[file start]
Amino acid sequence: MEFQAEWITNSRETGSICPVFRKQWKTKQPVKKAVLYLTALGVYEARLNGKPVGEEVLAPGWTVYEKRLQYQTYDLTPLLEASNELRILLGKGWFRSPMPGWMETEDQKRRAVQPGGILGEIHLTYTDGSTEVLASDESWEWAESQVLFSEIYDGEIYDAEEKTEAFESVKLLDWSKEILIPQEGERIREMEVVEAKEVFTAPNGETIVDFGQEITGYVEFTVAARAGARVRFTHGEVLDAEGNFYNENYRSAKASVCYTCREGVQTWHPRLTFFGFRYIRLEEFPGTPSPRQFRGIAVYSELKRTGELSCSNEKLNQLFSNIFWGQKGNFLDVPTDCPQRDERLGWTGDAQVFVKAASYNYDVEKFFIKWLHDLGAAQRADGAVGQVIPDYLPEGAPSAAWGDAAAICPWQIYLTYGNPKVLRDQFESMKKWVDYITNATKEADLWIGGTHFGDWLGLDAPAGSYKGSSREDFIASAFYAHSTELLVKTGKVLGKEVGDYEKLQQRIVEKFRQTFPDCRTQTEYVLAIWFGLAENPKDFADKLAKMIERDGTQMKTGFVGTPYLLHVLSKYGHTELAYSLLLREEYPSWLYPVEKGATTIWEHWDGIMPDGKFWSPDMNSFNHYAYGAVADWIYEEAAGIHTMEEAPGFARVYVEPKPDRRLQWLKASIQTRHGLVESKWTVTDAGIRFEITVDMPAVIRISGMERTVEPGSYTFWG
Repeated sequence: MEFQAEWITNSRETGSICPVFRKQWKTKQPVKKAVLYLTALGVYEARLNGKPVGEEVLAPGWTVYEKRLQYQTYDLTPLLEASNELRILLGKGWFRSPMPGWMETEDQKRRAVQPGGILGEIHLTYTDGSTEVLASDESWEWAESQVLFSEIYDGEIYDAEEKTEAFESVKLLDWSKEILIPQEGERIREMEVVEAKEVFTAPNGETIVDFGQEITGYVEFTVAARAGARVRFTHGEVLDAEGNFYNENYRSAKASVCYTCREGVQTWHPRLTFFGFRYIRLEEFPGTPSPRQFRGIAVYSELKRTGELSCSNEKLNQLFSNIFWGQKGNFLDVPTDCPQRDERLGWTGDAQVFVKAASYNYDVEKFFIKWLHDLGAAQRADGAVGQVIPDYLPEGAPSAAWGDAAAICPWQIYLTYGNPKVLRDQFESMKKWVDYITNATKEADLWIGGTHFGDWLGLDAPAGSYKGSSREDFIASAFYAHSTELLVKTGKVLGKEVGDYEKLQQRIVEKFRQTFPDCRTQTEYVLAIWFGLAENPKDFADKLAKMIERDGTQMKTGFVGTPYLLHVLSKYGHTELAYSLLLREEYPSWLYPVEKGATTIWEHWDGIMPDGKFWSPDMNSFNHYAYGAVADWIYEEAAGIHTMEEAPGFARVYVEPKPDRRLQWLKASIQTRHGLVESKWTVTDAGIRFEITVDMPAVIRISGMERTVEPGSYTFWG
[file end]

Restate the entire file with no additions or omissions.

Amino acid sequence: MEFQAEWITNSRETGSICPVFRKQWKTKQPVKKAVLYLTALGVYEARLNGKPVGEEVLAPGWTVYEKRLQYQTYDLTPLLEASNELRILLGKGWFRSPMPGWMETEDQKRRAVQPGGILGEIHLTYTDGSTEVLASDESWEWAESQVLFSEIYDGEIYDAEEKTEAFESVKLLDWSKEILIPQEGERIREMEVVEAKEVFTAPNGETIVDFGQEITGYVEFTVAARAGARVRFTHGEVLDAEGNFYNENYRSAKASVCYTCREGVQTWHPRLTFFGFRYIRLEEFPGTPSPRQFRGIAVYSELKRTGELSCSNEKLNQLFSNIFWGQKGNFLDVPTDCPQRDERLGWTGDAQVFVKAASYNYDVEKFFIKWLHDLGAAQRADGAVGQVIPDYLPEGAPSAAWGDAAAICPWQIYLTYGNPKVLRDQFESMKKWVDYITNATKEADLWIGGTHFGDWLGLDAPAGSYKGSSREDFIASAFYAHSTELLVKTGKVLGKEVGDYEKLQQRIVEKFRQTFPDCRTQTEYVLAIWFGLAENPKDFADKLAKMIERDGTQMKTGFVGTPYLLHVLSKYGHTELAYSLLLREEYPSWLYPVEKGATTIWEHWDGIMPDGKFWSPDMNSFNHYAYGAVADWIYEEAAGIHTMEEAPGFARVYVEPKPDRRLQWLKASIQTRHGLVESKWTVTDAGIRFEITVDMPAVIRISGMERTVEPGSYTFWG
Repeated sequence: MEFQAEWITNSRETGSICPVFRKQWKTKQPVKKAVLYLTALGVYEARLNGKPVGEEVLAPGWTVYEKRLQYQTYDLTPLLEASNELRILLGKGWFRSPMPGWMETEDQKRRAVQPGGILGEIHLTYTDGSTEVLASDESWEWAESQVLFSEIYDGEIYDAEEKTEAFESVKLLDWSKEILIPQEGERIREMEVVEAKEVFTAPNGETIVDFGQEITGYVEFTVAARAGARVRFTHGEVLDAEGNFYNENYRSAKASVCYTCREGVQTWHPRLTFFGFRYIRLEEFPGTPSPRQFRGIAVYSELKRTGELSCSNEKLNQLFSNIFWGQKGNFLDVPTDCPQRDERLGWTGDAQVFVKAASYNYDVEKFFIKWLHDLGAAQRADGAVGQVIPDYLPEGAPSAAWGDAAAICPWQIYLTYGNPKVLRDQFESMKKWVDYITNATKEADLWIGGTHFGDWLGLDAPAGSYKGSSREDFIASAFYAHSTELLVKTGKVLGKEVGDYEKLQQRIVEKFRQTFPDCRTQTEYVLAIWFGLAENPKDFADKLAKMIERDGTQMKTGFVGTPYLLHVLSKYGHTELAYSLLLREEYPSWLYPVEKGATTIWEHWDGIMPDGKFWSPDMNSFNHYAYGAVADWIYEEAAGIHTMEEAPGFARVYVEPKPDRRLQWLKASIQTRHGLVESKWTVTDAGIRFEITVDMPAVIRISGMERTVEPGSYTFWG